Life will go on without Robin van Persie. Less than 12 months after Cesc Fabregas left Arsenal to rejoin his boyhood Barcelona, and Samir Nasri swapped the red side of north London for the blue side of Manchester, it's understandable why the prospect of losing another of the club's crown jewels would leave an unpleasant taste in the mouths of most Gunners fans.
But, with the 28-year-old Dutchman out of contract at the Emirates Stadium in just over a year's time, and his apparent reluctance to open negotiations over a new deal until the end of the current campaign, supporters may have to face up to the reality of losing yet another inspirational skipper.
Arsene Wenger has already intimated that the club will keep hold of Van Persie until the end of his agreement, regardless of whether or not he decides to accept Arsenal's offer of making him their highest ever paid player. However, doing so would be a foolish decision, both on a financial and footballing level.
Arsenal stand to make a whopping profit on the £2.75million paid to bring him from Feyenoord back in 2004 - money that could be used wisely to reinvest in the team.
There's no denying that what Van Persie brings to the team is irreplaceable - his goalscoring feats over the past year have been nothing short of remarkable - but when you consider the overall impact he has had during eight seasons with the Gunners, the Premier League's leading marksman has been a peripheral part of first-team proceedings.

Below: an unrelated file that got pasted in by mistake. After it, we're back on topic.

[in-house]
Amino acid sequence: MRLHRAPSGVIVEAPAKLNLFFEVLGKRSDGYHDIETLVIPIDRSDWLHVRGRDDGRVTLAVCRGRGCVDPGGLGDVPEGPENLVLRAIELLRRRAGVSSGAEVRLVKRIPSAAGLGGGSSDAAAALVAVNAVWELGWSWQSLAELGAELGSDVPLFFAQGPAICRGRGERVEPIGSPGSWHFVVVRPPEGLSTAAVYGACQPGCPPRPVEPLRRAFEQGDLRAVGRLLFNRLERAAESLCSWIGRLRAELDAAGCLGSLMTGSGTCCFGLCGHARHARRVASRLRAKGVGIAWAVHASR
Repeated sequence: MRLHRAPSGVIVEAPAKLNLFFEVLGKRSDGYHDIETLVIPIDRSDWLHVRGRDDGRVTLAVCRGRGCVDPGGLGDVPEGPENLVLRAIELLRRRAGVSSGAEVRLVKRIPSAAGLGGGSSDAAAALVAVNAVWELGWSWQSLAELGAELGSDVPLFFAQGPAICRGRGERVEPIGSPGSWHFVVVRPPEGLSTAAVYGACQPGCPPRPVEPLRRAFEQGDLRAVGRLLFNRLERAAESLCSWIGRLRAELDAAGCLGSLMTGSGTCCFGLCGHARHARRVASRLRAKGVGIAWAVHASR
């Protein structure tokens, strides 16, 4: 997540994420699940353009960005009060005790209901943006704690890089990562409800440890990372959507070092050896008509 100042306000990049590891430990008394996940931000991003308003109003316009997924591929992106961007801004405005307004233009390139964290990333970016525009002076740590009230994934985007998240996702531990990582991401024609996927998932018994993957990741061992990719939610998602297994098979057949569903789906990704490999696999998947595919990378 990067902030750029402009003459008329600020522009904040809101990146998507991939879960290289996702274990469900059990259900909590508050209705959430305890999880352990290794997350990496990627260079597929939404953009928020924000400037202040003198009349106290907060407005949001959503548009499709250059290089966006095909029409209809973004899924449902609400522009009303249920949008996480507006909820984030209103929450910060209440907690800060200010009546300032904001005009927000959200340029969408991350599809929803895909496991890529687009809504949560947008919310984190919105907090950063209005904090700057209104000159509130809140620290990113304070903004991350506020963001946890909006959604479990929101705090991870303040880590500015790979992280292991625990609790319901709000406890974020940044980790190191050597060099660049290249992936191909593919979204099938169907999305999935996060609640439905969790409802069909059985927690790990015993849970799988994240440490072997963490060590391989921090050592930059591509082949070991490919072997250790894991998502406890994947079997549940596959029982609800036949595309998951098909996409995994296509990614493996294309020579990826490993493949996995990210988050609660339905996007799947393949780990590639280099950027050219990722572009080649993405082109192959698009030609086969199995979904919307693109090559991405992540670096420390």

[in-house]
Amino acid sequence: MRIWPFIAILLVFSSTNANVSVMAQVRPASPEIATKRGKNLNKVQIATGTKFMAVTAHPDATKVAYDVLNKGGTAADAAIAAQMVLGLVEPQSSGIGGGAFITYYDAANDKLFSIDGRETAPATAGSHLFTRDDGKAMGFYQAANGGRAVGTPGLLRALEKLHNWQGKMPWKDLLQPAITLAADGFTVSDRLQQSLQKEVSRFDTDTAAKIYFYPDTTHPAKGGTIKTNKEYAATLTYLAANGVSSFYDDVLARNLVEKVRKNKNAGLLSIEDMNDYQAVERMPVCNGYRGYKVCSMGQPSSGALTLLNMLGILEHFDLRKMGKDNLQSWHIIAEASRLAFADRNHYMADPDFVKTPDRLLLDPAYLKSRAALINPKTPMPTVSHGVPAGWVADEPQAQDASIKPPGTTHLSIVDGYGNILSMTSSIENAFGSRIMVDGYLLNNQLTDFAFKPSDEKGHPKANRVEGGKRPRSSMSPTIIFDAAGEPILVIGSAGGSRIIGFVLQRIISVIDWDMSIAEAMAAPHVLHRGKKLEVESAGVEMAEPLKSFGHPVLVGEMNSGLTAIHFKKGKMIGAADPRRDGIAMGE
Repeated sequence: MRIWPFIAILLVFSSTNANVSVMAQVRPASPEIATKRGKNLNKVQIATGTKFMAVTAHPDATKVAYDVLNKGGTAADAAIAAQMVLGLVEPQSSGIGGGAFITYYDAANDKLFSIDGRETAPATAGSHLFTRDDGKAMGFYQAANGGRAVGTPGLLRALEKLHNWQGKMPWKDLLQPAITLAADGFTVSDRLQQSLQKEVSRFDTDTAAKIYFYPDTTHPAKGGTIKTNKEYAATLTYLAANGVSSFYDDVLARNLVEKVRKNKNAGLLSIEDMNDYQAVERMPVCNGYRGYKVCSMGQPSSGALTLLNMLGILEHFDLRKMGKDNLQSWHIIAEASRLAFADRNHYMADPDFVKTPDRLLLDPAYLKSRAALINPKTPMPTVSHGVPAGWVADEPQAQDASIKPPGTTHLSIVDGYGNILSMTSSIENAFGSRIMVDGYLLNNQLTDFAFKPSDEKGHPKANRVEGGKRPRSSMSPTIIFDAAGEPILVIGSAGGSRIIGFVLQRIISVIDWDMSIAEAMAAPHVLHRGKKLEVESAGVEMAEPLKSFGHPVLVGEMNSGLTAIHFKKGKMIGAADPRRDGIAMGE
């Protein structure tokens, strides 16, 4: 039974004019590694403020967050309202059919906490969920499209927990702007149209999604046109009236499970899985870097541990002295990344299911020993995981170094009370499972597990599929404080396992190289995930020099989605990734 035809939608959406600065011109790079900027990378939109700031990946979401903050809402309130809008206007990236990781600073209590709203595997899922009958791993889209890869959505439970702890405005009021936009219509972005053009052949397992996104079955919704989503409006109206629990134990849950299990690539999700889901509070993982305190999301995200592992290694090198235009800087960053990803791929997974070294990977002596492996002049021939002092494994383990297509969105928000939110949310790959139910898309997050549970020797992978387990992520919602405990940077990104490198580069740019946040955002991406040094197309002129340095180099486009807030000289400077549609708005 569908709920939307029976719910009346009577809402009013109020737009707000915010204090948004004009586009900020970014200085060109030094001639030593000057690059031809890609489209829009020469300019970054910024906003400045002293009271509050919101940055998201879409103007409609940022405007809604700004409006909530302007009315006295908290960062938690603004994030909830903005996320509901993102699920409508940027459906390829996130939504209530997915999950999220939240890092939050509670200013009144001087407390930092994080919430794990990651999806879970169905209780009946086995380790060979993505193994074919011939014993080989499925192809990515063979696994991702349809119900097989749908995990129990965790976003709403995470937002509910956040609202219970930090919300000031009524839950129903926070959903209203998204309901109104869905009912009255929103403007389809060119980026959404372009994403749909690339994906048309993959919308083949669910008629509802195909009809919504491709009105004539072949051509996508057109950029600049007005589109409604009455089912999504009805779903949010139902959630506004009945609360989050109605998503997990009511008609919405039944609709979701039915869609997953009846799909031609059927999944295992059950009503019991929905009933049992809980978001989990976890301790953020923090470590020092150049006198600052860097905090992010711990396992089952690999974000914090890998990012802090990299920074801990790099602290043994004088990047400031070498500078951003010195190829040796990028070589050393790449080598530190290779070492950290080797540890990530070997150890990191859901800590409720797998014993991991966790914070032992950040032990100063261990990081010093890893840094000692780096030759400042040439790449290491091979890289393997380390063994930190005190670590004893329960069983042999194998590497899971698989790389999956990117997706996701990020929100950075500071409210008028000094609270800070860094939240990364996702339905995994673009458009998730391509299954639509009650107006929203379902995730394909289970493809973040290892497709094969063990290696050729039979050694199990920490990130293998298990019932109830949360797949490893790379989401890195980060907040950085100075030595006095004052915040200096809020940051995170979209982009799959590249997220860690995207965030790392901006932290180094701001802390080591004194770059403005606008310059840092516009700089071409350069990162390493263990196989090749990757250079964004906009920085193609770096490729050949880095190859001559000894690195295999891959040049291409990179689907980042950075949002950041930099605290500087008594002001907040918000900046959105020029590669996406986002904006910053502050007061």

Only twice has Van Persie made more than 26 league appearances for Arsenal in a season - Monday night's 2-1 victory over Newcastle United took this year's tally to 28 - so wretched is his history of injuries.
Add to that the fact his 25 Premier League goals so far this season is by far and away his best return in a single campaign - his previous best was 18, and 11 before that - there is justification to question whether or not Van Persie is proving just a flash in the pan?
The more pragmatic Arsenal fan will not undermine the credentials of their captain, but instead, when his inevitable exit finally occurs, take solace from the fact the club lost last season's two leading lights - Nasri and Fabregas - yet are still on course to qualify for the Champions League this year.
When Thierry Henry left the Emirates (the first time round) in 2007, he boasted a far superior goalscoring record than Van Persie. Questions were asked then how Wenger would replace Arsenal's inspirational frontman, and history could be about to repeat itself. But, it's not all doom and gloom.
Moving to another Premier League club would bring no guarantee of silverware for Van Persie, who boasts only a solitary FA Cup in his sparse collection of Arsenal medals.
Manchester City have been frequently mentioned as long-term admirers, but Wenger would do well to remind the Holland international that Arsenal actually progressed further in both the Champions League and the FA Cup this season, while both clubs could end 2011-12 on a par with only automatic European qualification places to boast.
Despite that, the potential loss of Van Persie, twinned with another trophyless campaign, will inevitably increase the mounting pressure and media scrutiny on Wenger as an individual, and Arsenal as a collective.
The reality is, that sooner or later, the club will be forced to find another striker to lead their forward line.